The Coming Good Society

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What to expect

Two authors with decades of experience promoting human rights argue that, as the world changes around us, rights hardly imaginable today will come into being.

A rights revolution is under way. Today the range of nonhuman entities thought to deserve rights is exploding—not just animals but ecosystems and even robots. Changes in norms and circumstances require the expansion of rights: What new rights, for example, are needed if we understand gender to be nonbinary? Does living in a corrupt state violate our rights? And emerging technologies demand that we think about old rights in new ways: When biotechnology is used to change genetic code, whose rights might be violated? What rights, if any, protect our privacy from the intrusions of sophisticated surveillance techniques?

Drawing on their vast experience as human rights advocates, William Schulz and Sushma Raman challenge us to think hard about how rights evolve with changing circumstances, and what rights will look like ten, twenty, or fifty years from now. Against those who hold that rights are static and immutable, Schulz and Raman argue that rights must adapt to new realities or risk being consigned to irrelevance. To preserve and promote the good society—one that protects its members’ dignity and fosters an environment in which people will want to live—we must at times rethink the meanings of familiar rights and consider the introduction of entirely new rights.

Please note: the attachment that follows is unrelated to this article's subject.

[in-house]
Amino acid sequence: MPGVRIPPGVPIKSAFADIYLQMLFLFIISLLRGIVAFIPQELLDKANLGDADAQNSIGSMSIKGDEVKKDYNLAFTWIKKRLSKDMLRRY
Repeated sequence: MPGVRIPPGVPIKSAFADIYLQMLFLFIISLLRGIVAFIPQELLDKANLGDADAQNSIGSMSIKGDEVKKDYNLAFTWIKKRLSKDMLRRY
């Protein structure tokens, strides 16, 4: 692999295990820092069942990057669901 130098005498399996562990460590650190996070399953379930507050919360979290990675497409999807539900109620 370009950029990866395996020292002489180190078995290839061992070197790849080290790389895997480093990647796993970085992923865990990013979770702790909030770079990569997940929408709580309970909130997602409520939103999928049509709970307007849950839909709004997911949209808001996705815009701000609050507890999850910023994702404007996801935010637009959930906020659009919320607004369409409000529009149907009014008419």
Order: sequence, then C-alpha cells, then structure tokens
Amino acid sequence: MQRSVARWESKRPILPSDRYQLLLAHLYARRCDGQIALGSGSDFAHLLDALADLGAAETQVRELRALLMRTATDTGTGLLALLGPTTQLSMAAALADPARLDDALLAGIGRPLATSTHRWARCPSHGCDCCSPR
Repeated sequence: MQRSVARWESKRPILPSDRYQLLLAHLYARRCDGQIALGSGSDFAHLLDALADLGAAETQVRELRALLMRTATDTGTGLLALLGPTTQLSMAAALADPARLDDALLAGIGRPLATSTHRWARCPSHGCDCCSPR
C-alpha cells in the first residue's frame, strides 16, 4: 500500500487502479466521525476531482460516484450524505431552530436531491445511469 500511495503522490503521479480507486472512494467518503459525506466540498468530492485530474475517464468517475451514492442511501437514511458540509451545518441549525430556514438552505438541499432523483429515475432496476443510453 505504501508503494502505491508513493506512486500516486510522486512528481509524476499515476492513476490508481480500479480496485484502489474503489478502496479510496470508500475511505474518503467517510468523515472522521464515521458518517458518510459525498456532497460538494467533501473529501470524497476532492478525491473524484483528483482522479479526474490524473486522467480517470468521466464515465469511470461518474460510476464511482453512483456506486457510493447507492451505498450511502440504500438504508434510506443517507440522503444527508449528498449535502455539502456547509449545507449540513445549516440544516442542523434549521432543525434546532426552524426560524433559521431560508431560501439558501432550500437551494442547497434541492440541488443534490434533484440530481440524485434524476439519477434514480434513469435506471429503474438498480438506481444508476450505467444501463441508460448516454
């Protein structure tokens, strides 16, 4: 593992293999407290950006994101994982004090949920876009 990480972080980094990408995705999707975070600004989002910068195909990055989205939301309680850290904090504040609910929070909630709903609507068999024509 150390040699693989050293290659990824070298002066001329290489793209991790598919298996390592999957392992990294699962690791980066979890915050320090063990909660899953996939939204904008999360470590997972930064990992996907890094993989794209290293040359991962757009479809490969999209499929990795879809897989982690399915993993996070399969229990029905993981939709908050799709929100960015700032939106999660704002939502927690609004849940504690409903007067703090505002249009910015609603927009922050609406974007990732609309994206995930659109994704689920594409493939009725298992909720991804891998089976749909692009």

Now is one of those times. The Coming Good Society details the many frontiers of rights today and the debates surrounding them. Schulz and Raman equip us with the tools to engage the present and future of rights so that we understand their importance and know where we stand.

Critics Review

  • “The Coming Good Society is an accessible primer for anyone who wishes to understand the current limitations in our notions of rights and the future challenges for which we must prepare.”

    Kerry Kennedy, President, Robert F. Kennedy Human Rights
  • “Whether you agree with them in every instance is less important than that you take their questions seriously. This book makes it impossible not to do that.”

    Zeid Ra'ad al-Hussein, former United Nations High Commissioner for Human Rights

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